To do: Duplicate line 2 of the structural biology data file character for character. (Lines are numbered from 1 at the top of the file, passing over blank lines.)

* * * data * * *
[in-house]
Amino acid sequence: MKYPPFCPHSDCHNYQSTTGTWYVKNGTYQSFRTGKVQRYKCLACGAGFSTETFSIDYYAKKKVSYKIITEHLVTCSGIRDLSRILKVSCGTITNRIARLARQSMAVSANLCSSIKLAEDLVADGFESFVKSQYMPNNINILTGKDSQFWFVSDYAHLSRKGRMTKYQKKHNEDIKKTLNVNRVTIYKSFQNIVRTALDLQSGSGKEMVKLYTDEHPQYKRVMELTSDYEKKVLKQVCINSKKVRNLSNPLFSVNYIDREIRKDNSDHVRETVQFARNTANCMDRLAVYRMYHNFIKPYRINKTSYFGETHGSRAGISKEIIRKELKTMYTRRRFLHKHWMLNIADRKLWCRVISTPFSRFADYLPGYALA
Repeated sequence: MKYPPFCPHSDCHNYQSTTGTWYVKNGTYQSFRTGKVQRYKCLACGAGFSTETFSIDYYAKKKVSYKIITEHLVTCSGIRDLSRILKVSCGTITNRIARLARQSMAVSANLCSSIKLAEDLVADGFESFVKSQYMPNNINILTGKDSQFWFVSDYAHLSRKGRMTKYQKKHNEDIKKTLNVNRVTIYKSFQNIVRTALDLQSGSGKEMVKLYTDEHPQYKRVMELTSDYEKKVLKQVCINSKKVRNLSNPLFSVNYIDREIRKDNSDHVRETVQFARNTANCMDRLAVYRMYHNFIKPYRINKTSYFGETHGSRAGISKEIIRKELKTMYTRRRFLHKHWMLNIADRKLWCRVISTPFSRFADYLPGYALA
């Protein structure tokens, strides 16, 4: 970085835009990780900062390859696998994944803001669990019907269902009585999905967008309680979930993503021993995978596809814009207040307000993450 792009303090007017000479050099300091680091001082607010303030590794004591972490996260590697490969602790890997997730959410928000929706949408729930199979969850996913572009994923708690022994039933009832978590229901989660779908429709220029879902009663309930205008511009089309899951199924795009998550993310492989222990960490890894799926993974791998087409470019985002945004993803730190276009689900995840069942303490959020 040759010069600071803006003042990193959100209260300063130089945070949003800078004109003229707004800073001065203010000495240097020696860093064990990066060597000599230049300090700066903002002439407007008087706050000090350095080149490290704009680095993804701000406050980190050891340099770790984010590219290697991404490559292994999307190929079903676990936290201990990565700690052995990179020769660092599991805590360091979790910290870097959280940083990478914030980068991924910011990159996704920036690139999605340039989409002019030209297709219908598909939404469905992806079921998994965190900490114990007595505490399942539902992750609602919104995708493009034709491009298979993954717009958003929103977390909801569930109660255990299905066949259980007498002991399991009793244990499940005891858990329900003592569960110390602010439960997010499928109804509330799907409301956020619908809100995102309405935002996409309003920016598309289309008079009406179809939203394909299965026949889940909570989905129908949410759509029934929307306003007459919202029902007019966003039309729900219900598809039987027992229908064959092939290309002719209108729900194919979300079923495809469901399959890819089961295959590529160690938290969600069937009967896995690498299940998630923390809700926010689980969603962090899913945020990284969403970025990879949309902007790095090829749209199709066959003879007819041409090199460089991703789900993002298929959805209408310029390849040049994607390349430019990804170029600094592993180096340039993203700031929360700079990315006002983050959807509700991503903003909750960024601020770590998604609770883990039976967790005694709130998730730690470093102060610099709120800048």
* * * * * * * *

Amino acid sequence: MKYPPFCPHSDCHNYQSTTGTWYVKNGTYQSFRTGKVQRYKCLACGAGFSTETFSIDYYAKKKVSYKIITEHLVTCSGIRDLSRILKVSCGTITNRIARLARQSMAVSANLCSSIKLAEDLVADGFESFVKSQYMPNNINILTGKDSQFWFVSDYAHLSRKGRMTKYQKKHNEDIKKTLNVNRVTIYKSFQNIVRTALDLQSGSGKEMVKLYTDEHPQYKRVMELTSDYEKKVLKQVCINSKKVRNLSNPLFSVNYIDREIRKDNSDHVRETVQFARNTANCMDRLAVYRMYHNFIKPYRINKTSYFGETHGSRAGISKEIIRKELKTMYTRRRFLHKHWMLNIADRKLWCRVISTPFSRFADYLPGYALA